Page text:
This webinar is being run in association with Alpro Foundation and The Fuji Foundation for Protein Research

About Alpro Foundation
Alpro Foundation is an independent non-profit organisation that was founded in 1996 in order to support scientific research into nutrition and to promote knowledge and awareness of plant-based nutrition, health and sustainability. Various resources for academics, health professionals and students can be found on their website www.alprofoundation.org

About Fuji Foundation for Protein Research
Fuji Foundation for Protein Research was established to support soy protein research and thereby contribute to human health, nutrition and food sustainability.
The Fuji Oil Group established The Research Committee of Soy Protein Nutrition in 1979 in Japan to advance both basic research and applications knowledge relating to soy. This Committee was the forerunner of the Fuji Foundation for Protein Research, a Japan-registered charity that promotes research on plant protein, in particular soy.
Since 1991, the Foundation has made grants to Japan-based research groups investigating plant protein in 4 subject areas:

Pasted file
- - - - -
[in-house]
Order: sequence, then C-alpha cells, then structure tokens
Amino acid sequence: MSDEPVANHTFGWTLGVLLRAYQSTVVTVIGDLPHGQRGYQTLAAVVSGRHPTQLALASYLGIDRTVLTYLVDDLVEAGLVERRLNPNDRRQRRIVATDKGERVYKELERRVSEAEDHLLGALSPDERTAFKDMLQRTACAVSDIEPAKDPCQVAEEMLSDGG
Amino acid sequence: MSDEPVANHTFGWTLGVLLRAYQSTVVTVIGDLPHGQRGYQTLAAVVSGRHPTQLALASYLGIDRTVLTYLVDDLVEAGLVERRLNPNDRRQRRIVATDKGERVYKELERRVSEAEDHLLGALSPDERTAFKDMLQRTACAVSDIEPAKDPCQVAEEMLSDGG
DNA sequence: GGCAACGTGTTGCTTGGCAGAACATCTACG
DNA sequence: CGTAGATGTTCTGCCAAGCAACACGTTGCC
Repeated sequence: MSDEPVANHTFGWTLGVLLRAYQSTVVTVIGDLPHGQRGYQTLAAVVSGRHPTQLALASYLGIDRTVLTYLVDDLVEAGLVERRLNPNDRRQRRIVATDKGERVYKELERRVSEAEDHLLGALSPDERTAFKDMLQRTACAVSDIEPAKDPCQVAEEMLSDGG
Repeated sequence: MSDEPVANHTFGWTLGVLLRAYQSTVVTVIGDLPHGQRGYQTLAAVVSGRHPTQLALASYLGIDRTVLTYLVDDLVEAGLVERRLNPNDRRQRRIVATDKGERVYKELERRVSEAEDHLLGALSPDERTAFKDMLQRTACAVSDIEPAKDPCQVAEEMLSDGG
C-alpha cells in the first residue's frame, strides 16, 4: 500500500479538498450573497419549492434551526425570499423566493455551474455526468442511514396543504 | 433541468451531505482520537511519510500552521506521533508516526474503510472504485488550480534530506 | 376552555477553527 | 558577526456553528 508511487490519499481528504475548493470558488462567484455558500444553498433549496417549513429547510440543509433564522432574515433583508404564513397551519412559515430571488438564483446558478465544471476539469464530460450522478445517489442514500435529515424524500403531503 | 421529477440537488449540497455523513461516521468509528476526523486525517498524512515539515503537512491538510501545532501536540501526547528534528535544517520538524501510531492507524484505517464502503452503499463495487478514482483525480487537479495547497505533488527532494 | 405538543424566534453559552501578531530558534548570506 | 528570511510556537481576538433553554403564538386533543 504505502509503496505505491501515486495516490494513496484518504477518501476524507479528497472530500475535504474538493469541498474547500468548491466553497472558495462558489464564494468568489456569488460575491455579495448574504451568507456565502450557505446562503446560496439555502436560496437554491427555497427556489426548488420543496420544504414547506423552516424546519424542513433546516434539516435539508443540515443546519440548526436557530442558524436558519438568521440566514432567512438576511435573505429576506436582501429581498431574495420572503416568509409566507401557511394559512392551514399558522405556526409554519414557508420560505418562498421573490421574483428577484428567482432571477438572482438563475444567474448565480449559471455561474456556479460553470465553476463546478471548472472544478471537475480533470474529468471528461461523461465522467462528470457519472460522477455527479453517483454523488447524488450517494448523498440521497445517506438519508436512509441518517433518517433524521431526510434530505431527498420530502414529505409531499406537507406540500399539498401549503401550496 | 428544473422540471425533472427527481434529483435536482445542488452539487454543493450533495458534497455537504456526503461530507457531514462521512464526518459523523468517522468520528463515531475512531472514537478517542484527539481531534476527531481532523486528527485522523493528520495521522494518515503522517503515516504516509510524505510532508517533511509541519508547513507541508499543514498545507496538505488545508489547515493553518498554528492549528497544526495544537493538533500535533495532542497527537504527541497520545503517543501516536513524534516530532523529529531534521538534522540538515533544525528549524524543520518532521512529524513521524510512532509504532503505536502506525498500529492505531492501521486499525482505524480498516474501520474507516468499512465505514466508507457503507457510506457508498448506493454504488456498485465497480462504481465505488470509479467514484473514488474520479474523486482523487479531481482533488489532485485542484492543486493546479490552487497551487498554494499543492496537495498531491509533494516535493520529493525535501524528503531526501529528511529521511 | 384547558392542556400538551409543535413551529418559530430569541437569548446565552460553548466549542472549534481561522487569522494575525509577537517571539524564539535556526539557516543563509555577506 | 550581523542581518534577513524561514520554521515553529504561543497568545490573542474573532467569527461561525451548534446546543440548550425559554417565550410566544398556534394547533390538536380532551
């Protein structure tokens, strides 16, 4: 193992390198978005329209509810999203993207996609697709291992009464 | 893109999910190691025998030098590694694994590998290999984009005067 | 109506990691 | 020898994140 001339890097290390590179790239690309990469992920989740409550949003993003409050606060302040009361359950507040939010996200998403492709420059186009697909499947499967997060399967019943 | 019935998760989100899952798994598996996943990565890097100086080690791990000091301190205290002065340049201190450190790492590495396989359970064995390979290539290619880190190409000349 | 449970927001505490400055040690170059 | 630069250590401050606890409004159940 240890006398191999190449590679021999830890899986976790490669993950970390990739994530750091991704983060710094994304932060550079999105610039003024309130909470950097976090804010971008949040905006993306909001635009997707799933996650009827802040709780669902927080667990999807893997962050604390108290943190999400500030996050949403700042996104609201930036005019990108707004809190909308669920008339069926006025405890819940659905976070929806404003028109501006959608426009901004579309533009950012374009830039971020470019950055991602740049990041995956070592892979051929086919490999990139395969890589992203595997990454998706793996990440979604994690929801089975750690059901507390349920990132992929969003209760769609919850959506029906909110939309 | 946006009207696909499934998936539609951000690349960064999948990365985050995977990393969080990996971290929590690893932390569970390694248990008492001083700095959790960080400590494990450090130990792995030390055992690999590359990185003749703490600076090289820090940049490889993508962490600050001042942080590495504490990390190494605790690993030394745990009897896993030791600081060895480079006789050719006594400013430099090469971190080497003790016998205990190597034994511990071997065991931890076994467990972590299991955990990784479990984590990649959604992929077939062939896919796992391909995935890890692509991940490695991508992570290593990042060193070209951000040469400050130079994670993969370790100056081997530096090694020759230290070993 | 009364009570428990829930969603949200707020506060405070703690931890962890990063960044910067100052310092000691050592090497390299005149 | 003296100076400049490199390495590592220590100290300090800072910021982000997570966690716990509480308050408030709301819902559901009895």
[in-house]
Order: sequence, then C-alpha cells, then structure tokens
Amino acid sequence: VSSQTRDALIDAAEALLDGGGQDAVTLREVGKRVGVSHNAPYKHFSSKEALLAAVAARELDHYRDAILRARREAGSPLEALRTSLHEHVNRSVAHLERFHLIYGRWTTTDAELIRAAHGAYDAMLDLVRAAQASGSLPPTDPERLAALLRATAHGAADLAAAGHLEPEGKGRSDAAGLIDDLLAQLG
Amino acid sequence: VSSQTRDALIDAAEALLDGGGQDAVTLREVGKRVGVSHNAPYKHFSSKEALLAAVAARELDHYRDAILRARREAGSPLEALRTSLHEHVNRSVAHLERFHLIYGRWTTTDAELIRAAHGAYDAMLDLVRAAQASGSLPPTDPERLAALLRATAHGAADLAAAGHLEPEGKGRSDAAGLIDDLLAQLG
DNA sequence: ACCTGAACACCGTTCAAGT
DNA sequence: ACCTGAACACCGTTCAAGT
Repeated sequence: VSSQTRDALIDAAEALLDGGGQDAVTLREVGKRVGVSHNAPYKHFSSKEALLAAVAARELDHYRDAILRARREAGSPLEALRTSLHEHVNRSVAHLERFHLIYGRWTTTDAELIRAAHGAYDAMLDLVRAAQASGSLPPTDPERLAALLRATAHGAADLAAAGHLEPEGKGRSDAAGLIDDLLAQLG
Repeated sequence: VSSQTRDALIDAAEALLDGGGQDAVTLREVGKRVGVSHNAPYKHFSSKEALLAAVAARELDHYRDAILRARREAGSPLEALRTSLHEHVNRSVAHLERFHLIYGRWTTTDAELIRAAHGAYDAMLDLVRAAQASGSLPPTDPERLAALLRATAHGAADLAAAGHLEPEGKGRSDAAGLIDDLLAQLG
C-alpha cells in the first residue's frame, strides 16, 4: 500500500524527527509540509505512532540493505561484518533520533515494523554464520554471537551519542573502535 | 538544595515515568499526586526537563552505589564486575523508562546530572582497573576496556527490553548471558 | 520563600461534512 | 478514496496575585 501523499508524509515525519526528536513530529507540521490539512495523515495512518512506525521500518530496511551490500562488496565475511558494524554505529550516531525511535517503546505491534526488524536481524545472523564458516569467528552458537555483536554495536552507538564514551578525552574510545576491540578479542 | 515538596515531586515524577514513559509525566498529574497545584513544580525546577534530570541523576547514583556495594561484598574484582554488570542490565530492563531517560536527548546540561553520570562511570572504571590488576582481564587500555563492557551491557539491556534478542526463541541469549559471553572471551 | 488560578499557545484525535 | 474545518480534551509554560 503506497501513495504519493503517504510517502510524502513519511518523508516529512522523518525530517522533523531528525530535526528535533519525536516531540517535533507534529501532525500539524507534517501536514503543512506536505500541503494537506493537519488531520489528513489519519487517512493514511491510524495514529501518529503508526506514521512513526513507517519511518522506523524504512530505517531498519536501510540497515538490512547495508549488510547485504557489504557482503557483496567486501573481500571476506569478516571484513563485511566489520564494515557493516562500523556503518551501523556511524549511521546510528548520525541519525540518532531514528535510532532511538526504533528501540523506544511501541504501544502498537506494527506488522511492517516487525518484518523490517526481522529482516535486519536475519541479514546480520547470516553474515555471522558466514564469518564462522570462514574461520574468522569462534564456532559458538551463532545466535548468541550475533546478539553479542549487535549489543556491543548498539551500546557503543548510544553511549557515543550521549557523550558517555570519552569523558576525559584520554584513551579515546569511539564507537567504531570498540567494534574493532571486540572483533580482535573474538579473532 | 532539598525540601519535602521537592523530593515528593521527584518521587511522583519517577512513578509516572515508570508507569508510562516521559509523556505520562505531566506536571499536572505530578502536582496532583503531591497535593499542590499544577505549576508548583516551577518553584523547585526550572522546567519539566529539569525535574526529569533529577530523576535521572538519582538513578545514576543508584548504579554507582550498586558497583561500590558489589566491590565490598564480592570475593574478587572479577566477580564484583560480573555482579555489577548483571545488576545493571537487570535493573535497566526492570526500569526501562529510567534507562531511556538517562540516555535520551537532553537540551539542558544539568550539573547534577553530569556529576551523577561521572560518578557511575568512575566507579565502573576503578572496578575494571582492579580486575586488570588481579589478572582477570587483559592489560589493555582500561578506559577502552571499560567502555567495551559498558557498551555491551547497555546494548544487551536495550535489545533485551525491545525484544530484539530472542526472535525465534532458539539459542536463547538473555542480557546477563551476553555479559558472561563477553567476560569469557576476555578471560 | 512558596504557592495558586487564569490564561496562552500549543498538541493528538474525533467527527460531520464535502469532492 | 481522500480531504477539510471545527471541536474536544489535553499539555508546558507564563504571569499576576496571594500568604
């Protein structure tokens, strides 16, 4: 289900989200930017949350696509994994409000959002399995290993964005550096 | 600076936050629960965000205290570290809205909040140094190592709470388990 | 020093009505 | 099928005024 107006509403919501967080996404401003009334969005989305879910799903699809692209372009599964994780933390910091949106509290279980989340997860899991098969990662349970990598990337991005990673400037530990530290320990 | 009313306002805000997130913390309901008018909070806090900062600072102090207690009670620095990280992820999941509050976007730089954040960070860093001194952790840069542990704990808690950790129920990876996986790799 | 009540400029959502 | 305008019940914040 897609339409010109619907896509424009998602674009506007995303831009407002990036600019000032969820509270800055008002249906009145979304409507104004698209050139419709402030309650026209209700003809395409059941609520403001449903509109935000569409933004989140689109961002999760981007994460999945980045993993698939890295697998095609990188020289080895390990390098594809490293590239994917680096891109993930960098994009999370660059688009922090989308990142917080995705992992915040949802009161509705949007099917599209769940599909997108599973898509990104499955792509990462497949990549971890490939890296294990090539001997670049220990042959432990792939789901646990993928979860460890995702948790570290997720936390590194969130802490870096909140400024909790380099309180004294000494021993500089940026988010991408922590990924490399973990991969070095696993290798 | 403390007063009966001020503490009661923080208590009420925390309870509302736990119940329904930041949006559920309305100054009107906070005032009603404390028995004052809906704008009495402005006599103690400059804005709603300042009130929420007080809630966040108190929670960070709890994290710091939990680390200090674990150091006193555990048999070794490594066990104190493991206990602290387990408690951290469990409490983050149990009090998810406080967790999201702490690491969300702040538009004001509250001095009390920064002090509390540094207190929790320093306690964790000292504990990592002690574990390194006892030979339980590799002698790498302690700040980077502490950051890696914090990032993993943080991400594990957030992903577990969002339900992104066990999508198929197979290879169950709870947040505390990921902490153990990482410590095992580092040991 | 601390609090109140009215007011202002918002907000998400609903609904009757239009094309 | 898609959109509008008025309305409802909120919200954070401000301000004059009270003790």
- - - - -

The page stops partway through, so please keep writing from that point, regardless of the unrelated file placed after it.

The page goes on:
• Nutrition & health
  • Functionality
  • Plant cultivation
  • Food culture

To date, these awards the focus has been on soy protein research. However, the Foundation plans to expand its activities to other plant proteins and offer grants to overseas researchers from 2023 onwards. English language website www.fujiproteinfoundation.org

Please note, approval of each sponsor and activity is carefully assessed for suitability on a case by case basis. Sponsorship does not imply any endorsement of the brand by MyNutriWeb, its organisers, its moderators or any participating healthcare professional, or their association. Sponsorship funds are reinvested into the creation and promotion of professional development opportunities on MyNutriWeb.